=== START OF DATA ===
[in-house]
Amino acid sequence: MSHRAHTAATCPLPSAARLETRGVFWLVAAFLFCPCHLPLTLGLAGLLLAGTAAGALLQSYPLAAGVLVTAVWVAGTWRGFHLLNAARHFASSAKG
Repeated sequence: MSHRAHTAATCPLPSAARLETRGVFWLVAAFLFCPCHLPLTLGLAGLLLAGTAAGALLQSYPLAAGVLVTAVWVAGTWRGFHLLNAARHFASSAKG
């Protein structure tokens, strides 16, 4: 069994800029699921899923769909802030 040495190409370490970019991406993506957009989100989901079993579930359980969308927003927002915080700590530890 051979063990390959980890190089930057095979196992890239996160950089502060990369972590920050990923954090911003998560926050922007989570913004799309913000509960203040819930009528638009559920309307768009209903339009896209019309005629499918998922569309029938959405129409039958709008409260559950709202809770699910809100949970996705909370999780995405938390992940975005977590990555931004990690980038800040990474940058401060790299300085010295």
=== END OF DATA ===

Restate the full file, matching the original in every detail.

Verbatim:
[in-house]
Amino acid sequence: MSHRAHTAATCPLPSAARLETRGVFWLVAAFLFCPCHLPLTLGLAGLLLAGTAAGALLQSYPLAAGVLVTAVWVAGTWRGFHLLNAARHFASSAKG
Repeated sequence: MSHRAHTAATCPLPSAARLETRGVFWLVAAFLFCPCHLPLTLGLAGLLLAGTAAGALLQSYPLAAGVLVTAVWVAGTWRGFHLLNAARHFASSAKG
């Protein structure tokens, strides 16, 4: 069994800029699921899923769909802030 040495190409370490970019991406993506957009989100989901079993579930359980969308927003927002915080700590530890 051979063990390959980890190089930057095979196992890239996160950089502060990369972590920050990923954090911003998560926050922007989570913004799309913000509960203040819930009528638009559920309307768009209903339009896209019309005629499918998922569309029938959405129409039958709008409260559950709202809770699910809100949970996705909370999780995405938390992940975005977590990555931004990690980038800040990474940058401060790299300085010295």